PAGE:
In Depth Information on Common Aquatic Clawed Frogs
African Clawed Frog Sexing and Breeding
Introduction to African Clawed Frogs
African Clawed Frog Housing and Feeding
African Clawed Frog sizes and lifespan
African Clawed Frog Sexing and Breeding
Raising ACF Tadpoles
My Tadpole Journal
ACF Color Variations
African Clawed Frog Disease and Injury
Species of Xenopus
Can I keep other aquatic life with my ACF?
African Clawed Frogs Today
Where To Buy ACF
African Clawed Frog Links
Introduction to African Dwarf Frogs
African Dwarf Frog Housing and Feeding
African Dwarf Frog size and lifespan
African Dwarf Frog Sexing and Breeding
Raising Dwarf Frog Tadpoles
Dwarf Frog Color Variations
African Dwarf Frog Disease and Injury
Species of the African Dwarf Frog
Can I keep other aquatic life with my ADF?
African Dwarf Frogs and Bettas
Where To Buy ADF
African Dwarf Frog Links
Setting up a Natural tank for your aquatic frog
My Personal Page
For Sale

Xenopus laevis

How To Tell Males From Females

  • usually 20% smaller then females
  • slim bodies and legs
  • no cloaca (flat butt)
  • black nuptuial pads on forearms at sexual maturity
  • sings or calls out for a female (sounds metalic, or as i say, a cricket chirping underwater)


  • large, plump, pear shaped with chubby legs
  • small bump between the legs, this is the cloaca where eggs and waste are passed.
  • lack nuptuial pads, but can have dark or smoky palms of their hands. (I call this "dirty hands")
  • They do not sing or call out like males do, but they do answer back which is extremely unique to the animal world. (Most females of any species rarely answer back.) The female frog makes a soft rapping call for acceptance or a slow ticking call for rejection.


Breeding African Clawed Frogs

When a male is ready to breed he will begin calling out for a female. She will answer him back by clicking softly. He will grasp her from behind holding her right above her thighs. He then will squeeze her until she begins to lay eggs, and fertlization takes place outside the body. Females can lay hundreds of eggs at one time and they will stick to everything all over the tank. If not removed shortly they will eat them.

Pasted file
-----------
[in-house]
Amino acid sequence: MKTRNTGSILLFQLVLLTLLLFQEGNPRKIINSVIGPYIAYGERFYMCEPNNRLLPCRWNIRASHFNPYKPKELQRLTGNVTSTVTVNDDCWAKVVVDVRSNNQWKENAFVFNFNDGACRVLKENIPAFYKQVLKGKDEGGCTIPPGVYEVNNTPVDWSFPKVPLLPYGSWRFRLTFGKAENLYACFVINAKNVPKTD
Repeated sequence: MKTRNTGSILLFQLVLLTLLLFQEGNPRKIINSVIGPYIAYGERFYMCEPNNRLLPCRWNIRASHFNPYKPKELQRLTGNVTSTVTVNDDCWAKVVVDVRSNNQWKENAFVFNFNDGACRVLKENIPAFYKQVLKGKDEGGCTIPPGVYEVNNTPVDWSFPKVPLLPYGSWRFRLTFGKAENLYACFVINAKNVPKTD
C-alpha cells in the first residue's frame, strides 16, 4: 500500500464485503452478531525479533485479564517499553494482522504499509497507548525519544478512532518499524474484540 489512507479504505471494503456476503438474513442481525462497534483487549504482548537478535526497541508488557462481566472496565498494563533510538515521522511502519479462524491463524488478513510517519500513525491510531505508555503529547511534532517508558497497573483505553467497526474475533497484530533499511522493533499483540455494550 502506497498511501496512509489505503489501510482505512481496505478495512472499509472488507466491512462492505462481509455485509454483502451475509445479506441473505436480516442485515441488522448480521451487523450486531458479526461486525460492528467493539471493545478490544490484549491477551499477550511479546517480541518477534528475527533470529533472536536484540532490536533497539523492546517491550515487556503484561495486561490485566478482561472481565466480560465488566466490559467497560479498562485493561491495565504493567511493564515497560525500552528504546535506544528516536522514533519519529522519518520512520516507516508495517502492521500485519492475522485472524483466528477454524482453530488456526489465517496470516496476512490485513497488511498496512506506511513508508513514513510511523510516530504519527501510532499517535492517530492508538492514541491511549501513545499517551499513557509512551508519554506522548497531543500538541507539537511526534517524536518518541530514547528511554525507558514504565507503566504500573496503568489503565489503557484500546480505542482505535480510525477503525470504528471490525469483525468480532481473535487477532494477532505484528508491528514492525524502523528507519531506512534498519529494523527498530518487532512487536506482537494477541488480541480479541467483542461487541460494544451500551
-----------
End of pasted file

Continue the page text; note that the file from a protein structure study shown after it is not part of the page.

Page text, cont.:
The condition of the tank is crucial for successful breeding. They don't like it too hot or too cold, room tempurature is perfect. A good way to "set the mood" is to do a 30% water change and refilling the tank with cool water. This will fake the male frog into thinking it is "spring rain" and he will being to call for a female. The quiter and darker the tank is the easier it is for them to breed. I suggest doing a water change with cool water in the evening and then shutting off the filters and lights. The darkness and the quiet will make them feel comftorable and secure.
Females should only be bred once every 3 months (4 times a year). It is possible to over breed frogs to the point of death. You may need to seperate frogs that keep trying to breed. No female should be bred before a year and a half in age to ensure quality eggs and maturity.

Plump female full of eggs
copyright Aqualand Petsplus LA PIC

6 month old male and 5 year old female X. laevis
Tiwi and Molly Amplexing

Xenopus Laevis Amplexing
Blyn and Nadi

Selecting a Breeding Pair
In the event you wish to have planned mating of frogs do consider the following. Frogs purchased from the same petstore, from the same tank, are most likely related. Breeding these frogs together creates a small gene pool and results in high death rate among tadpoles, deformities in tadpoles and froglests (such as twisted spines), death in froglets shortly after metamorphasis, a weakened ammune system, and a shortned life span due to a weak ammue system.
THINK AHEAD! What do you plan on doing with all the froglets you raise? This could be hundreds of frogs you are responsible for. Check with local petstores ahead of time to make sure they are willing to take in the froglets, either for free, for a small fee or in exchange for store credit.

Sometimes female frogs will lay eggs without a male being present. The eggs are not fertilized and she will probably eat some of them. Scrape them out of the tank and dispose of them.

April's male Xenopus Laevis
Note the dark areas on his forearms and hands, these are Nuptuial Pads

This is Nat's pair of Xenopus Laevis
male and female amplexing

Nat's frogs xenopus laevis
male above and female below. Note how much chubbier the female is then the male

Xenopus Laevis
"Uh-Oh Oreo" of Frogs

In this picture the female is the bottom frog, and the other two are males. Sometimes females will amplex with other females and males with other males, and then sometimes an extra frog or two will decide to join. I had two females that would amplex after every water change. Although not very common, this behavior can happen but there is no cause for alarm.

Breeding ACF on grids to prevent eaten eggs
copyright Aqualand Petsplus LA PIC

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IDICACF (C) 2006